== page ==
16. Lutz, H. et al. (1987). Naturally occuring anti-band 3 antibodies and complement together mediate phagocytosis of oxidatively stressed human erythrocytes. Proceedings of the National Academy of Sciences (USA), 84(21), 7368-7372.
17. Basta, M. et al. (1989). High-dose intravenous immunoglobulin modifies complement-mediated in vivo clearance. Blood, 74(1), 326-333.
18. Miletic, V.d. et al. (1996). Regulation of complement activity by immunoglobulin. Journal of Immunology, 156(2), 749-757.
19. Andersson, J.P., & Andersson, U.G. (1990). Human intravenous immunoglobulin modulates monokine production in vitro. Immunology, 71(3), 372-376.
20. Cohen, I.R., & Cooke, A. (1986). Natural autoantibodies might prevent autoimmune disease. Immunology Today, 7, 363-364.
21. Greenberg, A.H. et al. (1983). Natural antibodies: origin, genetics, specificity and role in host resistance to tumors. Clinical Immunology and Allergy, 3, 389.
22. Chow, D., & Bennet, R. (1989). Low natural antibody and low in vivo tumor resistance, in xid-bearing B-cell deficient mice. Journal of Immunology, 142(10), 3702-3706.
23. Cahalon, L. et al. (1992). Autoantibody-mediated regulation of tumor growth. Annals of the New York Academy of Sciences, 651, 393-408.
24. Rossi, F. et al. (1990). Idiotypic interactions between normal human polyspecific IgG and natural IgM antibodies. European Journal of Immunology, 20(9), 2089-2094.
25. Jerne, N.K. (1974). Towards a network theory of the immune system. Annals of the Institute of Pasteur Immunology, 125C(1-2), 373-389.
26. Stewart, J. (1992). Immunoglobulins did not arise in evolution to fight infection. Today, 13(10), 396-399.
27. Sarma, J.V., & Ward, P.A. (2011). The complement system. Cell Tissue Research, 343(1), 227-235. doi: 10.1007/s00441-010-1034-0.
The GMI Research Group (GMIRG) is dedicated to investigating the most important health and environmental issues of the day. Special emphasis will be placed on environmental health. Our focused and deep research will explore the many ways in which the present condition of the human body directly reflects the true state of the ambient environment.
Disclaimer: This article is not intended to provide medical advice, diagnosis or treatment. Views expressed here do not necessarily reflect those of GreenMedInfo or its staff.
Natural Autoimmunity: Friend or Foe?
Posted on: Tuesday, August 15th 2017 at 8:30 am
Written By: Ali Le Vere, B.S., B.S.
Rather than signifying an immune system gone haywire, pioneering research reveals that autoantibodies are a biological prerequisite, and that natural autoimmunity is the master orchestrator of physiological homeostasis.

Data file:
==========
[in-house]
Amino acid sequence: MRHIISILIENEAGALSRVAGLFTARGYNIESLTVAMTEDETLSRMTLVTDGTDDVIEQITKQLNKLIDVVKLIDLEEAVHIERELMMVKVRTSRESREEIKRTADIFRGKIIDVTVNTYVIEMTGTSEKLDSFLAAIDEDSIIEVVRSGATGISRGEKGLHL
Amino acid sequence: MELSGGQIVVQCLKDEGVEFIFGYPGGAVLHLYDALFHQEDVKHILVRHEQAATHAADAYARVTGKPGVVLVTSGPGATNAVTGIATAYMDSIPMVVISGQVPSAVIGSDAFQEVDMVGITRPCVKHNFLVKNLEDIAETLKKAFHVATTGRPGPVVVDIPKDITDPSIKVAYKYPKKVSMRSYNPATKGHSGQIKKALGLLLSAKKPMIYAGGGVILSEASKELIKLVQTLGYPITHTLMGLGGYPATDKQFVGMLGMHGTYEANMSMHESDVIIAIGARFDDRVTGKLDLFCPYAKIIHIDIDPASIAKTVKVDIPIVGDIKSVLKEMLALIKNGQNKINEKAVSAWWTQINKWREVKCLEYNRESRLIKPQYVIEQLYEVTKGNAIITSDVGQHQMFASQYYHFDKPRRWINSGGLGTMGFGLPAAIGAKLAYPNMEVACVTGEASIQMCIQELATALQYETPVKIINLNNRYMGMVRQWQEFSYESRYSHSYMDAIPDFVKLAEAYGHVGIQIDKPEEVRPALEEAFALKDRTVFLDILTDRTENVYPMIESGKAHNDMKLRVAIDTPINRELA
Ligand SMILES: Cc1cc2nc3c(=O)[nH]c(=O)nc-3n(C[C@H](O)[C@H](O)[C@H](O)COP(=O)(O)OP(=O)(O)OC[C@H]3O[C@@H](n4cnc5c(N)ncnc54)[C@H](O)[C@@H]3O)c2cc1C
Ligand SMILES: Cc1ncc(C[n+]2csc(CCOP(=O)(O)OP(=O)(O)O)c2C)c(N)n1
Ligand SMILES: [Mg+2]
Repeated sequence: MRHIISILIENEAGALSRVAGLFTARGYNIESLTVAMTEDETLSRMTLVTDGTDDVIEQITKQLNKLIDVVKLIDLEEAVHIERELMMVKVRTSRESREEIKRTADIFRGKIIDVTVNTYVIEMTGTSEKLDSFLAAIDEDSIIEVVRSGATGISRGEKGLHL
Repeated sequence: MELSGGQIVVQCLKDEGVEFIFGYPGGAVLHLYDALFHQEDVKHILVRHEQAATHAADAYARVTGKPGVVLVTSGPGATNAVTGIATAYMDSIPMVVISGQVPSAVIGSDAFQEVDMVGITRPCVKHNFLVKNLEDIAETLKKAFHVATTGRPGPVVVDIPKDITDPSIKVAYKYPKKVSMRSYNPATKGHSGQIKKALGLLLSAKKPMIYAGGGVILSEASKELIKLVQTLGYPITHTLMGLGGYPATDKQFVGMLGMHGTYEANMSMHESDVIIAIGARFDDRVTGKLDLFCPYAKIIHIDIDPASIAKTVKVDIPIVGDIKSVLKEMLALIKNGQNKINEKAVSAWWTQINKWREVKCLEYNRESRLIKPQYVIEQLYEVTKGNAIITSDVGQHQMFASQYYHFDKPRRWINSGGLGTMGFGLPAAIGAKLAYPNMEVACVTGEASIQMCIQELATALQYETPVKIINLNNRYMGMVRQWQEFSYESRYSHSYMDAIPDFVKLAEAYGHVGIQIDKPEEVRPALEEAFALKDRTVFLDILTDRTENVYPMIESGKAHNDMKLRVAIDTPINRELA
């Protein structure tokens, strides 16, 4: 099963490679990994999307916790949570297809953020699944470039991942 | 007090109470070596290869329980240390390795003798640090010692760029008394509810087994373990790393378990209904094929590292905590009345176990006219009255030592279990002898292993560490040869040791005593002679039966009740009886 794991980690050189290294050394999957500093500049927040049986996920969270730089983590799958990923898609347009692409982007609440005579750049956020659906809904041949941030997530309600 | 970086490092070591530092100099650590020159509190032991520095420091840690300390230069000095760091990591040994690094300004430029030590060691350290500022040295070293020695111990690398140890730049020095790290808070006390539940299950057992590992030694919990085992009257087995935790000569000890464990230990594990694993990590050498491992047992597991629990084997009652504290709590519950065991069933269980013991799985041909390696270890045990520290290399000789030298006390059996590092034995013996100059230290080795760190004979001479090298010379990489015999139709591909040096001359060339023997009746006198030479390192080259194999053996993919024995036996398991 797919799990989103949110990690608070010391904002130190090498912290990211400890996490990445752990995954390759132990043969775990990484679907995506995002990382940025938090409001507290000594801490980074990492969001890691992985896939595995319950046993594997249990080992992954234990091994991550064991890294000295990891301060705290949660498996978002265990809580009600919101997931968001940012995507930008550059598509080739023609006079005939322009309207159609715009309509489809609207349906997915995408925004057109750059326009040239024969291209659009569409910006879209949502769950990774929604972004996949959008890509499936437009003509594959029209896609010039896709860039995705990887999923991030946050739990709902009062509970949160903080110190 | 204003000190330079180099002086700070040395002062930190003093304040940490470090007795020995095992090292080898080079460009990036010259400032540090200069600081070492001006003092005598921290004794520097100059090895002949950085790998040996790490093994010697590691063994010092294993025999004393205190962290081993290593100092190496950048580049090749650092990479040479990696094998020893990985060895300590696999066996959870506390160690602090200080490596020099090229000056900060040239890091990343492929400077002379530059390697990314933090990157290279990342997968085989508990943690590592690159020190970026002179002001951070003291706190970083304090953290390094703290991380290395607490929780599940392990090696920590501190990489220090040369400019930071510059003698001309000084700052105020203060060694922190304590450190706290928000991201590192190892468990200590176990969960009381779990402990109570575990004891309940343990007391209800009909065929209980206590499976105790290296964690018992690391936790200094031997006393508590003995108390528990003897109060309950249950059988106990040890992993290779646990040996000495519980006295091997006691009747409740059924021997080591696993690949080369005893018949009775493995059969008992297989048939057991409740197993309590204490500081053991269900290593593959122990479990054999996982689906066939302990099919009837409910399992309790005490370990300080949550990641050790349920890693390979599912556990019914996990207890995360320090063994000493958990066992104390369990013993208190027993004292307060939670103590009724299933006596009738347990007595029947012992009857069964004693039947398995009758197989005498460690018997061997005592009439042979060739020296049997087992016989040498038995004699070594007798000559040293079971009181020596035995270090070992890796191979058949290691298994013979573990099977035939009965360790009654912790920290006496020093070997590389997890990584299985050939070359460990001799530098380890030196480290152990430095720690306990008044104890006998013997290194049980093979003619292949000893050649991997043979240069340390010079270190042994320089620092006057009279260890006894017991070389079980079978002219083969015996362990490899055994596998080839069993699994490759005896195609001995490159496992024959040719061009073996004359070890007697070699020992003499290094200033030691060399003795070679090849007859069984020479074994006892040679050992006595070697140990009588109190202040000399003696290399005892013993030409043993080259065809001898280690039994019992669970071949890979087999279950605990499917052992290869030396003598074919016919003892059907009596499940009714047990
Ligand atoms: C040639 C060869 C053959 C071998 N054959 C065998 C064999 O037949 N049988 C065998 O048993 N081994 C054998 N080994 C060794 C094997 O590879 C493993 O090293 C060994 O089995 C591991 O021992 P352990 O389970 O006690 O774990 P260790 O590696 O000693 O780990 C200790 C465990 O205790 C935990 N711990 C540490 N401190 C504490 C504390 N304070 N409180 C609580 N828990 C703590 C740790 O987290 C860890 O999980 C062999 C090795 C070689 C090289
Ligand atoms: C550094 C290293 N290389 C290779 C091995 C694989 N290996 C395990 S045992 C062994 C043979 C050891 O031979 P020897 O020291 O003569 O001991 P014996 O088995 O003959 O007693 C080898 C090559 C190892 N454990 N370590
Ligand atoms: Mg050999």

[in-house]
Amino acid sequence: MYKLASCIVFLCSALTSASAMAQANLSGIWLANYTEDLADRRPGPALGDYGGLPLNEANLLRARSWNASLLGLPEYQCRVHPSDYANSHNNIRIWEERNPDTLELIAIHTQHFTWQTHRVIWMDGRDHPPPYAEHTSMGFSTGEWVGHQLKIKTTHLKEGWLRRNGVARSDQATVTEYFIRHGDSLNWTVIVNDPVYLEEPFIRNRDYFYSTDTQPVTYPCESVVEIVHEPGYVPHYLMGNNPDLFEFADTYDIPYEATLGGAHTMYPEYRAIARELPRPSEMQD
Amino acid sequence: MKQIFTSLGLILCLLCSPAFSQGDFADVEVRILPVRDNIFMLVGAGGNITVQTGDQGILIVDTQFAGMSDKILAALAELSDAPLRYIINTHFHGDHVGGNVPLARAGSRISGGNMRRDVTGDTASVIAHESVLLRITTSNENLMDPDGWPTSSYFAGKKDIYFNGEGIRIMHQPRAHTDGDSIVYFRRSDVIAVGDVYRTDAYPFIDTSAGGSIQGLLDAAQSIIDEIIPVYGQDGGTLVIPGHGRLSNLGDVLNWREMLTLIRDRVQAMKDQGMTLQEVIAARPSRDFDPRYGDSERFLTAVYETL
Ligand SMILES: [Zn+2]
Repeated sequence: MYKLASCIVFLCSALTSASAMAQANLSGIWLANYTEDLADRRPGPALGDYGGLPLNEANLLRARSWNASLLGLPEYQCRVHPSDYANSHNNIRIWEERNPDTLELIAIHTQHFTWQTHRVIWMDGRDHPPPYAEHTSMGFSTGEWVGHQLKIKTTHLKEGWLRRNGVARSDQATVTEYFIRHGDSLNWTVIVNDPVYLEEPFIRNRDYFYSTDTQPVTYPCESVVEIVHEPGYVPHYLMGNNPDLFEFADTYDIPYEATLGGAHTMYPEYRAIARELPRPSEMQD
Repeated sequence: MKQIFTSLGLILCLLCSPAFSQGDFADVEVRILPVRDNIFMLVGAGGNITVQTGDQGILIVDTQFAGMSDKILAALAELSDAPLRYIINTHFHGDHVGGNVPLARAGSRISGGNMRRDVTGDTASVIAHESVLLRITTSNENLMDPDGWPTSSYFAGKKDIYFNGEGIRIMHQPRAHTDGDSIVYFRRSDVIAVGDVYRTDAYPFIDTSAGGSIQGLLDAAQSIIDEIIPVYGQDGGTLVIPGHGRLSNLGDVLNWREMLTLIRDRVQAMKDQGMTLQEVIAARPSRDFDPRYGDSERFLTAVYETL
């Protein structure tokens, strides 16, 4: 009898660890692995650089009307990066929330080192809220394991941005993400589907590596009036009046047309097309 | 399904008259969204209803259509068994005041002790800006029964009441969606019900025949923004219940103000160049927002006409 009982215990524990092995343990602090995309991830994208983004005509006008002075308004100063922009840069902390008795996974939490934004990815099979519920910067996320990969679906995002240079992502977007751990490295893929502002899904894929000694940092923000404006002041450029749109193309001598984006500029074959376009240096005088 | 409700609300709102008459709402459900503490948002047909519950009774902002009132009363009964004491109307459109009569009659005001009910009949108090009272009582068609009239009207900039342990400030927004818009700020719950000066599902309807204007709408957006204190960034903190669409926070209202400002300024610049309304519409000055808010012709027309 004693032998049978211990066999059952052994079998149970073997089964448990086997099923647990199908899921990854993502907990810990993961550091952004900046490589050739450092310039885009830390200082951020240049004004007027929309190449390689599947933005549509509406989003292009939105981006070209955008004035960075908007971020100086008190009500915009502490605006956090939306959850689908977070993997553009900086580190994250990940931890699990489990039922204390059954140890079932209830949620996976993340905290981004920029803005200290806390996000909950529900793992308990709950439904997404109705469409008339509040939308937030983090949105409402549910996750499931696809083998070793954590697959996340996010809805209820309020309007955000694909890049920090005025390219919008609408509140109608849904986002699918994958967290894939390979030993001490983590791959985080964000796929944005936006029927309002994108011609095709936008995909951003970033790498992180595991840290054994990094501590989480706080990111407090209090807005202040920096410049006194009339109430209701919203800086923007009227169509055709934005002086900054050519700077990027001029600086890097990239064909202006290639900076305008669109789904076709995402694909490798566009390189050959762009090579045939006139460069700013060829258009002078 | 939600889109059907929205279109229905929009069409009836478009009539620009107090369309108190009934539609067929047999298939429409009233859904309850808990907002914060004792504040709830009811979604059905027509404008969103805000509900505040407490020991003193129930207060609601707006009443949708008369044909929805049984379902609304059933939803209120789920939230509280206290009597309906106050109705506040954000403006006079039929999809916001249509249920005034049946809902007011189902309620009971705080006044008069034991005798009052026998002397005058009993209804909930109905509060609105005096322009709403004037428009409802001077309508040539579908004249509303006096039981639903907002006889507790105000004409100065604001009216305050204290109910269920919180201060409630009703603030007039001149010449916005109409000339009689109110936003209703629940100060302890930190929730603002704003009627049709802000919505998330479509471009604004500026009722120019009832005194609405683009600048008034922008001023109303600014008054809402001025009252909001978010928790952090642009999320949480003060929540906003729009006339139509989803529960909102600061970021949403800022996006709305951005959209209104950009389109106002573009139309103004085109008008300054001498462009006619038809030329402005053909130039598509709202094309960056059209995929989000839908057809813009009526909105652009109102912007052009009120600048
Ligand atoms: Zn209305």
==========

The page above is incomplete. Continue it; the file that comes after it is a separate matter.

When examining a lab report for autoantibodies, why is there a normal reference range? Classical immunology, adhering to the principle of “Horror autotoxicus,” argues that any level of antibody against self represents loss of self-tolerance and compromised immunoregulatory mechanisms. Although clonal deletion and anergy have previously been conceived as processes by which self-tolerance develops, these concepts fail to explain the prevalence of natural autoimmunity among healthy individuals (1). Novel research is elucidating that autoimmunity is a natural, common phenomenon, and that autoimmune disease occurs as a secondary response to tissue or organ injury.
Revisioning the Role of the Immune System: From Armed Forces to Housekeeper of Homeodynamics
Because immunology was born as an offshoot of applied microbiology, the foundational thinking of the microbiological discipline, which envisions the immune system as engaged in a permanent host struggle against alien invaders, has emerged as a cornerstone of immunology (2). In their seminal paper, Poletaev and colleagues (2012) argue that rather than the stalwart guardian, dispatched to protect the body against microbial breach and trespass of foreign entities, engaged in an ongoing territorial dispute for dominance, the immune system possesses housekeeping functions, maintaining homeodynamics against an onslaught of exogenous and endogenous forces (2). Unlike other messenger-mediated systems such as those orchestrated by neurotransmitters and hormones, the immune system embodies both the far-reaching dispersal and mobility to manage the genetic expression that governs development, growth, and aging of the organism (2).